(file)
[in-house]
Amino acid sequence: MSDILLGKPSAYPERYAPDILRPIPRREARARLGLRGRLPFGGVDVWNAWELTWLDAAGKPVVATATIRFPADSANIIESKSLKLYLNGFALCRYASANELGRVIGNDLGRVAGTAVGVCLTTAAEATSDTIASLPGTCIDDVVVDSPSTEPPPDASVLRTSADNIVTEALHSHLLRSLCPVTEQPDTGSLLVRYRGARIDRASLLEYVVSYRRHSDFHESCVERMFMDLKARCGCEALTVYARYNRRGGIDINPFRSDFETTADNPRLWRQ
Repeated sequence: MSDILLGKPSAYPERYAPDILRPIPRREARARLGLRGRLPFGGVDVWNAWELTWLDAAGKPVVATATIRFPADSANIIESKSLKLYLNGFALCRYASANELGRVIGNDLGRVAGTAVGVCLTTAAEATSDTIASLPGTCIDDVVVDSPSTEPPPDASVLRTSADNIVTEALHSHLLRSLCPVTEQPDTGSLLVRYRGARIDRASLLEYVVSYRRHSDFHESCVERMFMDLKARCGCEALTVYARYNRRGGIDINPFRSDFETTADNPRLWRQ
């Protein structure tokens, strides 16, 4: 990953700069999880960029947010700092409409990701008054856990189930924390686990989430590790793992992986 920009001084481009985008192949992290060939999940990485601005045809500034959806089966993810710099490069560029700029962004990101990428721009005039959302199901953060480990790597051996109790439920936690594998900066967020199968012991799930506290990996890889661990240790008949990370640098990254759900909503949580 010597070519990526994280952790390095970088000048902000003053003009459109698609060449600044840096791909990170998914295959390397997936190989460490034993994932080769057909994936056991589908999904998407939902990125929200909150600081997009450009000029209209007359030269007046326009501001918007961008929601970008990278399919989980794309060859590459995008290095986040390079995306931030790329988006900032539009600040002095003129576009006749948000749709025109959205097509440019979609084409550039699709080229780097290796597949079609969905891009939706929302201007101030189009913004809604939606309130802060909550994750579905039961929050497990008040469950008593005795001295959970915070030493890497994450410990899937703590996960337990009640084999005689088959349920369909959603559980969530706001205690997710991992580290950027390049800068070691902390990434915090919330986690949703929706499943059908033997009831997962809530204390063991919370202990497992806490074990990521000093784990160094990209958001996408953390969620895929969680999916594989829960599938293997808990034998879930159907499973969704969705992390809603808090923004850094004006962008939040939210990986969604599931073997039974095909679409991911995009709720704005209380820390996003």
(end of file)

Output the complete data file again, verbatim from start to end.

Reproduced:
[in-house]
Amino acid sequence: MSDILLGKPSAYPERYAPDILRPIPRREARARLGLRGRLPFGGVDVWNAWELTWLDAAGKPVVATATIRFPADSANIIESKSLKLYLNGFALCRYASANELGRVIGNDLGRVAGTAVGVCLTTAAEATSDTIASLPGTCIDDVVVDSPSTEPPPDASVLRTSADNIVTEALHSHLLRSLCPVTEQPDTGSLLVRYRGARIDRASLLEYVVSYRRHSDFHESCVERMFMDLKARCGCEALTVYARYNRRGGIDINPFRSDFETTADNPRLWRQ
Repeated sequence: MSDILLGKPSAYPERYAPDILRPIPRREARARLGLRGRLPFGGVDVWNAWELTWLDAAGKPVVATATIRFPADSANIIESKSLKLYLNGFALCRYASANELGRVIGNDLGRVAGTAVGVCLTTAAEATSDTIASLPGTCIDDVVVDSPSTEPPPDASVLRTSADNIVTEALHSHLLRSLCPVTEQPDTGSLLVRYRGARIDRASLLEYVVSYRRHSDFHESCVERMFMDLKARCGCEALTVYARYNRRGGIDINPFRSDFETTADNPRLWRQ
């Protein structure tokens, strides 16, 4: 990953700069999880960029947010700092409409990701008054856990189930924390686990989430590790793992992986 920009001084481009985008192949992290060939999940990485601005045809500034959806089966993810710099490069560029700029962004990101990428721009005039959302199901953060480990790597051996109790439920936690594998900066967020199968012991799930506290990996890889661990240790008949990370640098990254759900909503949580 010597070519990526994280952790390095970088000048902000003053003009459109698609060449600044840096791909990170998914295959390397997936190989460490034993994932080769057909994936056991589908999904998407939902990125929200909150600081997009450009000029209209007359030269007046326009501001918007961008929601970008990278399919989980794309060859590459995008290095986040390079995306931030790329988006900032539009600040002095003129576009006749948000749709025109959205097509440019979609084409550039699709080229780097290796597949079609969905891009939706929302201007101030189009913004809604939606309130802060909550994750579905039961929050497990008040469950008593005795001295959970915070030493890497994450410990899937703590996960337990009640084999005689088959349920369909959603559980969530706001205690997710991992580290950027390049800068070691902390990434915090919330986690949703929706499943059908033997009831997962809530204390063991919370202990497992806490074990990521000093784990160094990209958001996408953390969620895929969680999916594989829960599938293997808990034998879930159907499973969704969705992390809603808090923004850094004006962008939040939210990986969604599931073997039974095909679409991911995009709720704005209380820390996003």